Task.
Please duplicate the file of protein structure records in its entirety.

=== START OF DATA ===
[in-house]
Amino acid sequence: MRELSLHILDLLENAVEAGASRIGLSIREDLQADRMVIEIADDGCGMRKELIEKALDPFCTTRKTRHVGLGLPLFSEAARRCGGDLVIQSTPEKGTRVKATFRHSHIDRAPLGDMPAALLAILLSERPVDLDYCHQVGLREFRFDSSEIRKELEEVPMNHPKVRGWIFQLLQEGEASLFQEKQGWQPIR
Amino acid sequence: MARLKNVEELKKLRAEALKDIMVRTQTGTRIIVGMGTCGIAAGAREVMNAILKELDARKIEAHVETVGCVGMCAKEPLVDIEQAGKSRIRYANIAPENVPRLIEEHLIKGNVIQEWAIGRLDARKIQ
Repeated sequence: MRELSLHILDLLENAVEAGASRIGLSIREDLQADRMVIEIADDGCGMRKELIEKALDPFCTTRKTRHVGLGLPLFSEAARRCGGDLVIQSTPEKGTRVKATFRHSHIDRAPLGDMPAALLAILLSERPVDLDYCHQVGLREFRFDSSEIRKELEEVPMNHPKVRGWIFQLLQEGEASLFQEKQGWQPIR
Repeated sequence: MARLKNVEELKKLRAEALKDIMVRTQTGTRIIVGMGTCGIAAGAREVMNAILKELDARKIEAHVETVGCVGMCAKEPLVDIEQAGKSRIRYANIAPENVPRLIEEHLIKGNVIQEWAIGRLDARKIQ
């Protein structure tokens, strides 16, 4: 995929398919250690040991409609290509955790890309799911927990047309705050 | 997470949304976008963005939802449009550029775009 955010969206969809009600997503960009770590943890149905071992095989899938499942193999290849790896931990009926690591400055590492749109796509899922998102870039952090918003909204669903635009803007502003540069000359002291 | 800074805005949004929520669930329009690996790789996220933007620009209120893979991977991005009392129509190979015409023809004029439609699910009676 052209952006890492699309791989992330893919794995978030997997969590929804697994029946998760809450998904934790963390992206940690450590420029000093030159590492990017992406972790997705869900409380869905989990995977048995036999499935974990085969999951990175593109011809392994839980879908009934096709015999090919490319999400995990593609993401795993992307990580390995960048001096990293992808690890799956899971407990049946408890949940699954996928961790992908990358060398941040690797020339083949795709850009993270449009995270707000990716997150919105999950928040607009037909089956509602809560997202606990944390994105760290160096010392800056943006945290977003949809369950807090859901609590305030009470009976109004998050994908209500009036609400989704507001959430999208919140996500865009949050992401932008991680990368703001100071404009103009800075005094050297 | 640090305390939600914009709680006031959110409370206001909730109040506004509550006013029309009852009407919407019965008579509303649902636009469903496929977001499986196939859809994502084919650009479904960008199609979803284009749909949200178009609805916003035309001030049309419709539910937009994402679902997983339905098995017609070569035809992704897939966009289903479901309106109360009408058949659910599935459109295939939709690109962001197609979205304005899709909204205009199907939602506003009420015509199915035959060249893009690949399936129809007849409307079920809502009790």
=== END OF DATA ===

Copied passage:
[in-house]
Amino acid sequence: MRELSLHILDLLENAVEAGASRIGLSIREDLQADRMVIEIADDGCGMRKELIEKALDPFCTTRKTRHVGLGLPLFSEAARRCGGDLVIQSTPEKGTRVKATFRHSHIDRAPLGDMPAALLAILLSERPVDLDYCHQVGLREFRFDSSEIRKELEEVPMNHPKVRGWIFQLLQEGEASLFQEKQGWQPIR
Amino acid sequence: MARLKNVEELKKLRAEALKDIMVRTQTGTRIIVGMGTCGIAAGAREVMNAILKELDARKIEAHVETVGCVGMCAKEPLVDIEQAGKSRIRYANIAPENVPRLIEEHLIKGNVIQEWAIGRLDARKIQ
Repeated sequence: MRELSLHILDLLENAVEAGASRIGLSIREDLQADRMVIEIADDGCGMRKELIEKALDPFCTTRKTRHVGLGLPLFSEAARRCGGDLVIQSTPEKGTRVKATFRHSHIDRAPLGDMPAALLAILLSERPVDLDYCHQVGLREFRFDSSEIRKELEEVPMNHPKVRGWIFQLLQEGEASLFQEKQGWQPIR
Repeated sequence: MARLKNVEELKKLRAEALKDIMVRTQTGTRIIVGMGTCGIAAGAREVMNAILKELDARKIEAHVETVGCVGMCAKEPLVDIEQAGKSRIRYANIAPENVPRLIEEHLIKGNVIQEWAIGRLDARKIQ
């Protein structure tokens, strides 16, 4: 995929398919250690040991409609290509955790890309799911927990047309705050 | 997470949304976008963005939802449009550029775009 955010969206969809009600997503960009770590943890149905071992095989899938499942193999290849790896931990009926690591400055590492749109796509899922998102870039952090918003909204669903635009803007502003540069000359002291 | 800074805005949004929520669930329009690996790789996220933007620009209120893979991977991005009392129509190979015409023809004029439609699910009676 052209952006890492699309791989992330893919794995978030997997969590929804697994029946998760809450998904934790963390992206940690450590420029000093030159590492990017992406972790997705869900409380869905989990995977048995036999499935974990085969999951990175593109011809392994839980879908009934096709015999090919490319999400995990593609993401795993992307990580390995960048001096990293992808690890799956899971407990049946408890949940699954996928961790992908990358060398941040690797020339083949795709850009993270449009995270707000990716997150919105999950928040607009037909089956509602809560997202606990944390994105760290160096010392800056943006945290977003949809369950807090859901609590305030009470009976109004998050994908209500009036609400989704507001959430999208919140996500865009949050992401932008991680990368703001100071404009103009800075005094050297 | 640090305390939600914009709680006031959110409370206001909730109040506004509550006013029309009852009407919407019965008579509303649902636009469903496929977001499986196939859809994502084919650009479904960008199609979803284009749909949200178009609805916003035309001030049309419709539910937009994402679902997983339905098995017609070569035809992704897939966009289903479901309106109360009408058949659910599935459109295939939709690109962001197609979205304005899709909204205009199907939602506003009420015509199915035959060249893009690949399936129809007849409307079920809502009790």